Five searchers could be typing in the same keyword and wanting significantly different types of results.

So to shed some light on how to perform search intent research by looking at the results on the first page of Google, I’m going to use a few examples.

Example keyword #1: “weight loss”

Of course, trying to rank for such a broad keyword would be a waste of time unless you’re one of the most authoritative websites on the internet on the subject.

So please disregard the specific keyword and concentrate on the principles.

Users who type in “weight loss” could have many potential needs.

So Google provides a variety of results.

Weight loss keyword example

Here’s what Google thinks users might need when they type in “weight loss:”

1. Step-by-step guide on how to lose weight

2. Top news stories on weight loss

3. Tips for weight loss

4. Videos on weight loss

5. Diet plans article

6. Articles from high authority sites like CDC (6a), NHS (6b), and NHS (6c)

7. Article on weight loss basics

In cases like this, Google tries to provide users with as many avenues to get to more relevant content for them as possible.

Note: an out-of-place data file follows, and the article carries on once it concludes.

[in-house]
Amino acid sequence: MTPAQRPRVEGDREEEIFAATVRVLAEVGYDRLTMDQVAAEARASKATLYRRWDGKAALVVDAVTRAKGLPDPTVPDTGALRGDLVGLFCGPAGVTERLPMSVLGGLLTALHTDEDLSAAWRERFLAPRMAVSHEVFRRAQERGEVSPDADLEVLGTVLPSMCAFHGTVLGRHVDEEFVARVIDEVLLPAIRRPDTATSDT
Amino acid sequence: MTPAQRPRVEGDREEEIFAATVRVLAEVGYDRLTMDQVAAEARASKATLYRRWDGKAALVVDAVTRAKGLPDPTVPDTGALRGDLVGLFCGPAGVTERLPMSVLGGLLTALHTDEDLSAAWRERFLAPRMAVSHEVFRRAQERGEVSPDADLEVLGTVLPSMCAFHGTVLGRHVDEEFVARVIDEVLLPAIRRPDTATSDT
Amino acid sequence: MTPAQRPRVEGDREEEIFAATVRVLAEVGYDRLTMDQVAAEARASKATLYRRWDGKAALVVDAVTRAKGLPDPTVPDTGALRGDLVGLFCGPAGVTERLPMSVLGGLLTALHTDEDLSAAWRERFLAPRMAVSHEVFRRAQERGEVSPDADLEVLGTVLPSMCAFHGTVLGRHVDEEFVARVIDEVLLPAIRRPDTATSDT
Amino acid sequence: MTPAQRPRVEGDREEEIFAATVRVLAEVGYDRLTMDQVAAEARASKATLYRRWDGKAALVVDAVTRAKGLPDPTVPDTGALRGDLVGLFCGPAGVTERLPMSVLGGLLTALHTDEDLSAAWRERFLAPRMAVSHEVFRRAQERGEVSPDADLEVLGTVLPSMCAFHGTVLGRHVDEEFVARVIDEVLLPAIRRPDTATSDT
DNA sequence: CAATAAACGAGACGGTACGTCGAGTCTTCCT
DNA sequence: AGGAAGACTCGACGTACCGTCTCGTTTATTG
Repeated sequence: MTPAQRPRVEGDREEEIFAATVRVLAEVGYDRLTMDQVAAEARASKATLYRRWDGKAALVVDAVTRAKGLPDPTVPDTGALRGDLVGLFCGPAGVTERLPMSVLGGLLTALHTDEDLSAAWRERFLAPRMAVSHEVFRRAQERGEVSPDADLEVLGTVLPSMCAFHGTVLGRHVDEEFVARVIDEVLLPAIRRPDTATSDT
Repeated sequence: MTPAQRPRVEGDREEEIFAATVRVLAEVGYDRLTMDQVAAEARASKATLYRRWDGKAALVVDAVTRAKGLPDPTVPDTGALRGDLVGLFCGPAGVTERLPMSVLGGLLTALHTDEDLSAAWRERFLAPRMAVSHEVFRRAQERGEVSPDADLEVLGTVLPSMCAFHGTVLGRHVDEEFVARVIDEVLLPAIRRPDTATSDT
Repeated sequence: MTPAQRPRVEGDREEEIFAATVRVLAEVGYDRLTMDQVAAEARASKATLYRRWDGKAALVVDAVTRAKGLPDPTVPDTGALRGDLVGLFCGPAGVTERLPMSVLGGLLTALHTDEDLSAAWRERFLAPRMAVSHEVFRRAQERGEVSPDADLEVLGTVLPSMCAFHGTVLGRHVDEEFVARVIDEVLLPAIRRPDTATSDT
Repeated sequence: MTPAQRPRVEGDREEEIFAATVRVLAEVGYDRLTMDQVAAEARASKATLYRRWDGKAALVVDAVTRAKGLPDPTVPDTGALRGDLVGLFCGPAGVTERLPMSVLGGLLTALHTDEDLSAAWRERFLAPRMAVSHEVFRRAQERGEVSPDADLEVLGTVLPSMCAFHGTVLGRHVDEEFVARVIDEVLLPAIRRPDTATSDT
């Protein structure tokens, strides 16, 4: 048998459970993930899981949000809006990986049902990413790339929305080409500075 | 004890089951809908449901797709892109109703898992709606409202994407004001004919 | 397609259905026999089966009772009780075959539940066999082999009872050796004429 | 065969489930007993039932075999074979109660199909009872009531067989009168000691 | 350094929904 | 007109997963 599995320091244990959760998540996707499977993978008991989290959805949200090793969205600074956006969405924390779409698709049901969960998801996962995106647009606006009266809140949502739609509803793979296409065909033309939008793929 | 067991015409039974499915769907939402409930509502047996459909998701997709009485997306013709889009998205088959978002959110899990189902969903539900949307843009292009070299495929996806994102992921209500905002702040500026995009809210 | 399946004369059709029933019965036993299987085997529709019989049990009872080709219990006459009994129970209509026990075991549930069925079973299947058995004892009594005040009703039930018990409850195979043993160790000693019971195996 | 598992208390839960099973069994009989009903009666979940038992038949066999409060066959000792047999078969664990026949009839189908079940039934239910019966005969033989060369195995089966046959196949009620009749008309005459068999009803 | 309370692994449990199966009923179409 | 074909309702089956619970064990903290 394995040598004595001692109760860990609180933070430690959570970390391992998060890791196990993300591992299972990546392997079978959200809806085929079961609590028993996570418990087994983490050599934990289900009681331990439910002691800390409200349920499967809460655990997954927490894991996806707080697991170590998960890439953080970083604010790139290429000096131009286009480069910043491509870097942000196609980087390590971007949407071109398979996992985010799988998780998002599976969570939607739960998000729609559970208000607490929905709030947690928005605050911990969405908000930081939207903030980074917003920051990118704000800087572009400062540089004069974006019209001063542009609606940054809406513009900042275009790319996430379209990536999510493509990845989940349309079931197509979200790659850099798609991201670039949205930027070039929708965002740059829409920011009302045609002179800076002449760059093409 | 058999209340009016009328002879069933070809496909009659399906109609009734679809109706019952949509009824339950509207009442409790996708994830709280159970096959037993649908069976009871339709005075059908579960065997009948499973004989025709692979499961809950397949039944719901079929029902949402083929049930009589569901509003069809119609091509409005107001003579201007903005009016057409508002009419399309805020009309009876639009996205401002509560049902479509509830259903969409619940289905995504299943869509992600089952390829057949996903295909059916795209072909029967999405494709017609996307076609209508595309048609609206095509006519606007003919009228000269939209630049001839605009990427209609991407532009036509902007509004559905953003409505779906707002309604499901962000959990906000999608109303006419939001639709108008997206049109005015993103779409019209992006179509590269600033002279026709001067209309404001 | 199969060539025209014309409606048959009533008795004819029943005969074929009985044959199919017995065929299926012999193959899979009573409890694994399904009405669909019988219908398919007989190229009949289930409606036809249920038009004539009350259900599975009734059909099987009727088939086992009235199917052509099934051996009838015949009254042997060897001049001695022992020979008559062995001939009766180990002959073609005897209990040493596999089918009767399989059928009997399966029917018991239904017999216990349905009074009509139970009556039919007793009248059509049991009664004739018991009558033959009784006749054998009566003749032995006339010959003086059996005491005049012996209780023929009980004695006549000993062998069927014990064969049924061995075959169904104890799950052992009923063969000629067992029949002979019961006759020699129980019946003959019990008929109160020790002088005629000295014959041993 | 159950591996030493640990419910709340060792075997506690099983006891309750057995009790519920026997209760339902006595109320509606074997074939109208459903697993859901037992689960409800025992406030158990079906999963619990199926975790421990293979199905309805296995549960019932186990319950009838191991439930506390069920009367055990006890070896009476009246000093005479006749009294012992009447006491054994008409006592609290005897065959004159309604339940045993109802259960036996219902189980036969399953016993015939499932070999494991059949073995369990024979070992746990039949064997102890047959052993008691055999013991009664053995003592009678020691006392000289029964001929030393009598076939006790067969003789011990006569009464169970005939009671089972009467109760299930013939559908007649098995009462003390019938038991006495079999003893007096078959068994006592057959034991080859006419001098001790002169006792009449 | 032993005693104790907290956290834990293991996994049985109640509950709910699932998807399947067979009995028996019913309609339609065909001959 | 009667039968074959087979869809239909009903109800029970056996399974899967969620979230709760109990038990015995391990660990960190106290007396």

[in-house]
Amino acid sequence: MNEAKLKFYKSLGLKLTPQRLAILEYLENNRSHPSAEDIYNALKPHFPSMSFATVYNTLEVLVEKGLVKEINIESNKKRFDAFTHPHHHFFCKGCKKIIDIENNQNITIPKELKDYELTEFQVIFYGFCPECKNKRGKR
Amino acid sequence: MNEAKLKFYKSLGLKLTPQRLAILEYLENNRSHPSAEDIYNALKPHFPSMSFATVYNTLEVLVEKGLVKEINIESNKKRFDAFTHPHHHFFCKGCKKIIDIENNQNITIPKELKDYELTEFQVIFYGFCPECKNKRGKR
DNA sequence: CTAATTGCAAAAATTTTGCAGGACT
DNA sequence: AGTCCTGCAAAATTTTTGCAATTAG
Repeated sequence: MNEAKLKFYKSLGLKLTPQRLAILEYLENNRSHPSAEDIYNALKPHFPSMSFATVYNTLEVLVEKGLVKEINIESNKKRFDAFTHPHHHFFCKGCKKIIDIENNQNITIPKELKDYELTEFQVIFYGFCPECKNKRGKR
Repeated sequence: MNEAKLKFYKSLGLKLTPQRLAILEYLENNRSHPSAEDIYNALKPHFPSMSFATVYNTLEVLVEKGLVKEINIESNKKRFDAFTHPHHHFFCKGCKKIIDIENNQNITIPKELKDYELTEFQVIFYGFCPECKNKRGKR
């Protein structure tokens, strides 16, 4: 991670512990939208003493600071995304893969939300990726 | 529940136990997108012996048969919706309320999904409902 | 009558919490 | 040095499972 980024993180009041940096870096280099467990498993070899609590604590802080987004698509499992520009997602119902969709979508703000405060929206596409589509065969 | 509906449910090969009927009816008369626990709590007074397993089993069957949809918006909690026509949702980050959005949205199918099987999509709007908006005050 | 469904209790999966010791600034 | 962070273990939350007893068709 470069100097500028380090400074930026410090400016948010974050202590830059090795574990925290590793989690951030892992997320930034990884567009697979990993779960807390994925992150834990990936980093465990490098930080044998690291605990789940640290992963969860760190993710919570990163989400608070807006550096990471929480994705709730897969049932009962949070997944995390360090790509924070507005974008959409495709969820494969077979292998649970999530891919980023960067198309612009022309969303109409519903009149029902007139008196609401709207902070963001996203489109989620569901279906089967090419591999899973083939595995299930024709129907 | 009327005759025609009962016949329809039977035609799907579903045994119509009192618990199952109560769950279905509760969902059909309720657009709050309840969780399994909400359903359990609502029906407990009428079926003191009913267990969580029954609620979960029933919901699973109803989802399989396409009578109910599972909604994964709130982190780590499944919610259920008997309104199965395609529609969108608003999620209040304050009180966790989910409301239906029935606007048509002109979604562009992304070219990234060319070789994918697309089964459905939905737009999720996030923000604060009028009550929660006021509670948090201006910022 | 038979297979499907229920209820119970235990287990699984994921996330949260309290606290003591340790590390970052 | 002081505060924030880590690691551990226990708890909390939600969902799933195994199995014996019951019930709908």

Even though the results are all over the place, you can still draw conclusions by looking at the ranking of each of the content types.

For example, a step-by-step guide (rank#1) is more relevant than a diet plan (rank#3), and a diet plan is more relevant than weight loss basics (rank#8).

If you wanted to rank#1 for this keyword, your best bet would be to write a better step-by-step guide than the one already present, have more backlinks pointing to it, and have a stronger domain.

Keyword example #2: “box spring beds”

If you’re looking for a new bed to buy and you type in “box spring beds,” you will notice that Images occupy rank#1.

Box spring bed keyword example

What does this mean?

It means that many people are going straight to images when they type in this keyword.

Probably somewhere in the ballpark of 20%.

What should you do when you see images ranking high for the keyword you’re targeting?